That's the only way to say it in Latin, since there are no third person possessive pronouns in Latin equivalent to the English words "his", "her", "its", and "their". In other words, you have to use the genitive of is,ea,id, i.e. eius (his,her,its) in the singular and eorum/earum (their) in the plural. There is a third person reflexive possessive pronoun suus,-a,-um, which is fully declined, but that would mean "his/her/its/their own" and thus wouldn't work in that sentence from Lingua Latina.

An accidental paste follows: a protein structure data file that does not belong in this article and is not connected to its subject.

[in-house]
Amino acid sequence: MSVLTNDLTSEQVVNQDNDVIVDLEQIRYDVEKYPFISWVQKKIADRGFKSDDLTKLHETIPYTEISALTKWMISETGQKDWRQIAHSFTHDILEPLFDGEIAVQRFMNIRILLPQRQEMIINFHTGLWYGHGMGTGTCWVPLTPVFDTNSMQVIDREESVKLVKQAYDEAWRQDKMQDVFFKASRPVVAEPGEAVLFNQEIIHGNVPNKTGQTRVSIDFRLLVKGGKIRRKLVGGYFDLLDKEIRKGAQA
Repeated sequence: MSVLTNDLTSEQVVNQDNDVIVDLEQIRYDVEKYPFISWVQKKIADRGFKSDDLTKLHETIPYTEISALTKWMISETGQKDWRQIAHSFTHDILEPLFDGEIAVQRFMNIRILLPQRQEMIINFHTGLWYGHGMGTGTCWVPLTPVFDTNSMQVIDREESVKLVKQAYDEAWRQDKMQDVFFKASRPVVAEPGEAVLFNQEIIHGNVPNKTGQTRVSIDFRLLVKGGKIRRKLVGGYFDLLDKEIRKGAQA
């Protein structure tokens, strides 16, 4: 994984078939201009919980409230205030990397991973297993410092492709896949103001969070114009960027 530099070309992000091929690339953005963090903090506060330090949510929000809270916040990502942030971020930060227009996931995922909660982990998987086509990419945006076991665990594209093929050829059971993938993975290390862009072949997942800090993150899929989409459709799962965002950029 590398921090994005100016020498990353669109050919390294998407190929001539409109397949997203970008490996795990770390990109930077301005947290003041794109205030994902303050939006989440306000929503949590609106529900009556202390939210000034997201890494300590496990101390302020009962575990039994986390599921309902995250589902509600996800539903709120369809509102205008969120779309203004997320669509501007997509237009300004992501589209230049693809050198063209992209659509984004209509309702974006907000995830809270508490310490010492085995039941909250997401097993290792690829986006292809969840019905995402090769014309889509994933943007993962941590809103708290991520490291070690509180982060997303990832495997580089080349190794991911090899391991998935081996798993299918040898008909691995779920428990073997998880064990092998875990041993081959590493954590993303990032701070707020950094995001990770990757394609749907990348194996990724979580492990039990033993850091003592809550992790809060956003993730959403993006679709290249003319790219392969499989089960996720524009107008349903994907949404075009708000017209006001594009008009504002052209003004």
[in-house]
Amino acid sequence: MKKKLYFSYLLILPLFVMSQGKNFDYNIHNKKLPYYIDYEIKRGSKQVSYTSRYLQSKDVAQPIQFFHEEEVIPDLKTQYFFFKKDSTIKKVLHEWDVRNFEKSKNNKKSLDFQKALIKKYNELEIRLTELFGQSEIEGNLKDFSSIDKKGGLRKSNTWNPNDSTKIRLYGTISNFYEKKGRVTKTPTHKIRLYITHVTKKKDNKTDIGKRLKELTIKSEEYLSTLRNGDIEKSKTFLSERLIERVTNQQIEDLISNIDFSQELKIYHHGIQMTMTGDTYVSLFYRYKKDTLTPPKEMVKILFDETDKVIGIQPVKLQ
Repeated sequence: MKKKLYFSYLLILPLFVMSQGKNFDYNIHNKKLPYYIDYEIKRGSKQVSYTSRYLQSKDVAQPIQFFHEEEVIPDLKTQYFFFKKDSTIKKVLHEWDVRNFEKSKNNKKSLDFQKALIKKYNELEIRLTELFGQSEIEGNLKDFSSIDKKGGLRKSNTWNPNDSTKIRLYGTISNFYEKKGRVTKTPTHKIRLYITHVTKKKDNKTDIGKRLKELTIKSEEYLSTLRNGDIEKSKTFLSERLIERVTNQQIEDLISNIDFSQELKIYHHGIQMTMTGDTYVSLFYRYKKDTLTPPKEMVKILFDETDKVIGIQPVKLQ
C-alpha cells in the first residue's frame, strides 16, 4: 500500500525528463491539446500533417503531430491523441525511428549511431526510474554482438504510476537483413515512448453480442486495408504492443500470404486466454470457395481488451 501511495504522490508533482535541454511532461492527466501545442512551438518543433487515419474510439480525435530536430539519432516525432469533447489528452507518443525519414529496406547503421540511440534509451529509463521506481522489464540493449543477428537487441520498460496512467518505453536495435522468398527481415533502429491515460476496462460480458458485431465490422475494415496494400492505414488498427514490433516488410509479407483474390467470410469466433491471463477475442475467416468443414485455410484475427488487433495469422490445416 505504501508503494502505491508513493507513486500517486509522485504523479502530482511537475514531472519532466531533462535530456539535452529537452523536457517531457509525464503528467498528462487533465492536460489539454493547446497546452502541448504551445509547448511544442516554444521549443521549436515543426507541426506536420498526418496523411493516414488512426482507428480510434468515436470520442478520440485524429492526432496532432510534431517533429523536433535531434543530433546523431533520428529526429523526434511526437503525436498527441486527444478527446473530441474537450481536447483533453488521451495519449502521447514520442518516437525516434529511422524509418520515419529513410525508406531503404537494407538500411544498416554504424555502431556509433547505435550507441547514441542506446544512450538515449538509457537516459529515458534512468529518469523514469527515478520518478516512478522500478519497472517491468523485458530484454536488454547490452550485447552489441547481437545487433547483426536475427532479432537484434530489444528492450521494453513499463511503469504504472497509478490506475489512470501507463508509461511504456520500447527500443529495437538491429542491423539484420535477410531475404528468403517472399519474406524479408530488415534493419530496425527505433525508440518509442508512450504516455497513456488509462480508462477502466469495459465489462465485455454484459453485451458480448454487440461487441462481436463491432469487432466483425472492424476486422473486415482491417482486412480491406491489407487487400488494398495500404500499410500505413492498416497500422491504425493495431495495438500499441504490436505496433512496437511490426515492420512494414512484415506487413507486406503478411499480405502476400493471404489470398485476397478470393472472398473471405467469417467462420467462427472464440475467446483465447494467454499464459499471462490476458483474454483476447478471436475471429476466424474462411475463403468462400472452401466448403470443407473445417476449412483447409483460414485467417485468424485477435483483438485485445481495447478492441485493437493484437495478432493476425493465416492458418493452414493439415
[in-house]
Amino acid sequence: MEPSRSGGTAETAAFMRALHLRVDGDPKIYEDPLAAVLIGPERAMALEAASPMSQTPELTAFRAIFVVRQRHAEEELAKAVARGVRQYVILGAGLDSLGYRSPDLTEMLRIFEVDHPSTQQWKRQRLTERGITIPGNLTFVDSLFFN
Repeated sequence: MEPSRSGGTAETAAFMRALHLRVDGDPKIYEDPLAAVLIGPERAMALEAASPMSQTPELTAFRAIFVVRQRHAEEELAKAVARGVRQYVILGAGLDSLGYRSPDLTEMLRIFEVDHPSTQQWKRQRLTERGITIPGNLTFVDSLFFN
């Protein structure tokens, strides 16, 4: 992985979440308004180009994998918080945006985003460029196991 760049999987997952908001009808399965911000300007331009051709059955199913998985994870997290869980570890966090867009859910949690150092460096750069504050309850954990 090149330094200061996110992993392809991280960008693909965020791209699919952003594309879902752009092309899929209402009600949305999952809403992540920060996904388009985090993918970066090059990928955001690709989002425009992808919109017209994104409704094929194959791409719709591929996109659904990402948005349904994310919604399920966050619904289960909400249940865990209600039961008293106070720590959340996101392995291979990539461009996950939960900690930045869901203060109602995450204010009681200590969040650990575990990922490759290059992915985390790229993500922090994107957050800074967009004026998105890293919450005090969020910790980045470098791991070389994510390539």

Actually, there is one other way to render that last sentence. You could use the dative of possession, which uses the dative in tandem with the verb esse to indicate that the subject belongs to the dative noun: i.e. Dominus eis est Iulius. An equivalent literal translation into English would be "The lord to them is Julius", but that's obviously ungrammatical English.
Ex mala malo
bono malo uesci
quam ex bona malo
malo malo malo.